I'm sitting in our Loft on the evening of Easter Sunday.  The floor is peppered with lego pieces, so i'm stranded on my couch in order to avoid the risk of embedding a plastic little death trap in my foot. I watch my son toddle about amid his toys.  He is so good at navigating this mess I'm amazed, especially since he hasn't mastered walking on the grass yet.

It's amazing that this is my life now.  Just a year ago our house and our hearts looked so different.  We've spent a year in pain, uncertainty, and searching.  We transitioned for a year.

This time last year, I was so pregnant.  I had swollen feet and legs, a swollen belly, basically just imagine that blueberry girl from Willy Wonka and you've got it.  Dave had mono.  Dave has really great timing.

It was awful.  He was down, I was down.  We were a sight to behold, it was rough.  On top of that we were coming to the end of a year commitment and there was a decision to be made.  

We were committed members of our local church and a year before we had a growing unrest in our hearts about the direction of our church.  We understand that this isn't a reason to leave a church, so we hunkered down.  We committed to a year of volunteering, leading, meeting with church staff, and working as hard as we could to see if we could turn around the things we felt uncomfortable with in our home church.

The church we dated in.

The church where we said our vows.

The church we moved close to so we could raise our family around it.

The church we loved.

It was around Will's birth that our year was coming to an end and things had not gotten better, they were worse.  It wasn't about direction at this point, it was about integrity.  It was no longer a place we could see raising our family, and it broke us.  

We danced around the decision as long as we could.  We tried to ignore the obvious signs of the Lord pushing us to a decision.  But inevitably, as He always does, He won our attention and our obedience.  We found ourselves without the love of friends we thought we would always have no matter what.  We found ourselves without the community that had promised to walk with us through the first few months of parenthood.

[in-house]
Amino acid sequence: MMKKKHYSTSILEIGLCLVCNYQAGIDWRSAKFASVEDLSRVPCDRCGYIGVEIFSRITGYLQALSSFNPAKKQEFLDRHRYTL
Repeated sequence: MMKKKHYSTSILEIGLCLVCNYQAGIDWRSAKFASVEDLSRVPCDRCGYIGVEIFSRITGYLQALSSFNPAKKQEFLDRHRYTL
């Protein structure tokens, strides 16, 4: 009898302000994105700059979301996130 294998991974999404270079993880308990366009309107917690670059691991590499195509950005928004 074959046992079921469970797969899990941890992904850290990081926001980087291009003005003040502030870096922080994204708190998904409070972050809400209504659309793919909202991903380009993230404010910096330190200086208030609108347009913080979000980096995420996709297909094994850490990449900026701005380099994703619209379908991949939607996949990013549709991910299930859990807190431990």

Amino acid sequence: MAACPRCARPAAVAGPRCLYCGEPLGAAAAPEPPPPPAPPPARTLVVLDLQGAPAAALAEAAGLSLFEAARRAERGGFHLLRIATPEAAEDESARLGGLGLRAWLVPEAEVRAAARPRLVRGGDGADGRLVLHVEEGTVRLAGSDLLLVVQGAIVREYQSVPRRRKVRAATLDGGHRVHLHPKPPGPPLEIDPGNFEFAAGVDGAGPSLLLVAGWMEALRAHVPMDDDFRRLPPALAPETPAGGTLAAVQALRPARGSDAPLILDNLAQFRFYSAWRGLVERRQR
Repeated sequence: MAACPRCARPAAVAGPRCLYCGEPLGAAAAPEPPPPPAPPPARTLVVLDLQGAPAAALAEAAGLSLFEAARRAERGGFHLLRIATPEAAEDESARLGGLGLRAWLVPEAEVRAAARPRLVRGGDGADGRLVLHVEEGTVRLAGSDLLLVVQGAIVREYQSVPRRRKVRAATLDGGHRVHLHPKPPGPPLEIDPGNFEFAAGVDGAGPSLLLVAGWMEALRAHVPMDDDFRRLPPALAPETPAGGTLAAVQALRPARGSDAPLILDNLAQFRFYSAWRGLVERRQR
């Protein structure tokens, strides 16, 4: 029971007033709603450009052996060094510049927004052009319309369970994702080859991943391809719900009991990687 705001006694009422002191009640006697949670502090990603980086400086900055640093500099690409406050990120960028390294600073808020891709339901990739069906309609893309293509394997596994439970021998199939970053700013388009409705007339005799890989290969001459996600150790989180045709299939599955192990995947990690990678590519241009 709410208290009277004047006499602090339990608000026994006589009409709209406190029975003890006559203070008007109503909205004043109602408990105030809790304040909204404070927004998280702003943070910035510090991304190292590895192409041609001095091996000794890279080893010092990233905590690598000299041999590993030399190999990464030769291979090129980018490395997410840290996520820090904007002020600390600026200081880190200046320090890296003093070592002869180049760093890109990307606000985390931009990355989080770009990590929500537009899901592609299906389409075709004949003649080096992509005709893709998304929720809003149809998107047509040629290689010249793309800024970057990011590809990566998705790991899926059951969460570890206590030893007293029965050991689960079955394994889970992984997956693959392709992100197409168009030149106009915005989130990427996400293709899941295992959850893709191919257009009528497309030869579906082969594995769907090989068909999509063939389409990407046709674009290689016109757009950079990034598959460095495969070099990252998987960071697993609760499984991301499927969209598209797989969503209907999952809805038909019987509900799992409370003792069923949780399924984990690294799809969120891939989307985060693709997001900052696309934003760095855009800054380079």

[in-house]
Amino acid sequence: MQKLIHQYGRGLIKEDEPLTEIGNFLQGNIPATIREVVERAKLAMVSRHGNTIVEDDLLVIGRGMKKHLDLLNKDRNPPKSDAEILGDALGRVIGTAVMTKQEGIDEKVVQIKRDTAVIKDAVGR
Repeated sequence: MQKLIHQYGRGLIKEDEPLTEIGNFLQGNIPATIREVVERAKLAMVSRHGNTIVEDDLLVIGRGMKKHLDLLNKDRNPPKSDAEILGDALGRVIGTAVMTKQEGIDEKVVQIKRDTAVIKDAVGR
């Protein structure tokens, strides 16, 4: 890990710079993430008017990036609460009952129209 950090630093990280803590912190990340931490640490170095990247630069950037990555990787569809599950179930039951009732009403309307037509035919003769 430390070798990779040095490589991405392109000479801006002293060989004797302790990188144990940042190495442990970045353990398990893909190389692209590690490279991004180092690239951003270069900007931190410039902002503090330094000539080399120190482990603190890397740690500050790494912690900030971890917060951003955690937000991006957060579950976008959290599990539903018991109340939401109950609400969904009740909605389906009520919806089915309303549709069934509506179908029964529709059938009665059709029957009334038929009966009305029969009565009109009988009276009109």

We were churchless and broken hearted.

I can't tell you how hard that decision was to make and what it took from us when we did.  If you have ever had to leave a church that you loved, you know the grief that follows you.  It's bitter and rotten.  It holds on.

Thank goodness for Will.  

He was a light in our dark place.  He arrived in spring and gave us hope for a new future.  We spent the better part of the summer visiting churches and struggling through new parenthood.  I say struggling without guilt, I've worked out most of my mommy guilt by now, because anyone who doesn't admit that the first year of new parenthood is a struggle is lying to you.  LYING.

It seemed that whatever church we went to was everything we hoped our home church would be, but all we did was grieve.  

We soldiered on.  

About 3-4 Weeks after Will was born, we found on that the beam that was holding our house up was too small and our house was falling into our basement.  No biggie. So we spent a weekish under major construction with a new baby.  They jacked up our house (like you would a car with flat tires) and cut a whole in the side of the house from the outside.  They slid the old beam out and "slid" the new beam in, and by slid I mean beat heavily until it did what they wanted.  Then, they had to fix all the drywall they tore into.  Oy, the dust.

We survived.

I suffered from a bout of the baby blues.  It was rough.  I'd talk more about that, but it would take a whole blog post, heck maybe even ten blog posts if I ever get up the courage.  The worst part about PPD is admitting that you have it, that's the worst kind of guilt there is, but it's also the most important part. 

I admitted it, I got help.

Around November, Dave accepted a new job at a Canadian based tech company.  It is a great job that we really love, but it came with three weeks of on site training. In Canada.  Thankfully, Dave's new job is family friendly and let him spread out his training. Still, Dave was gone for a whole week in November, January, and February.  Whew!  It was rough.

Still, we matured and grew.

We were tired and weary.  We were confused and sad.  We were churchless and without community.  It has been the hardest year of my life.  But we have grown more this year than any other year of our marriage.

 It's amazing how God refines us in fire.

Then, spring.
It opened up before us.  We found a church home.  We looked around at the friendships that had risen from our tattered year.  These relationships were sweet, authentic, and strong.  We found our rhythm, we took our days in stride, and we figured out how to be parents.  I pulled out of my post baby funk and we healed.

The most important part was we found a church home.

Now the year is over.  It was a tough year, but I'm so glad that we had it.  We are more mature.  We are closer.  Our marriage is stronger and our confidence is sound. Because this year we learned that our hope is not in churches.
Or friends.
Or houses.
Or jobs.
Or even ourselves.

Our hope is in the Lord.


Sunday. Hallelujah.  

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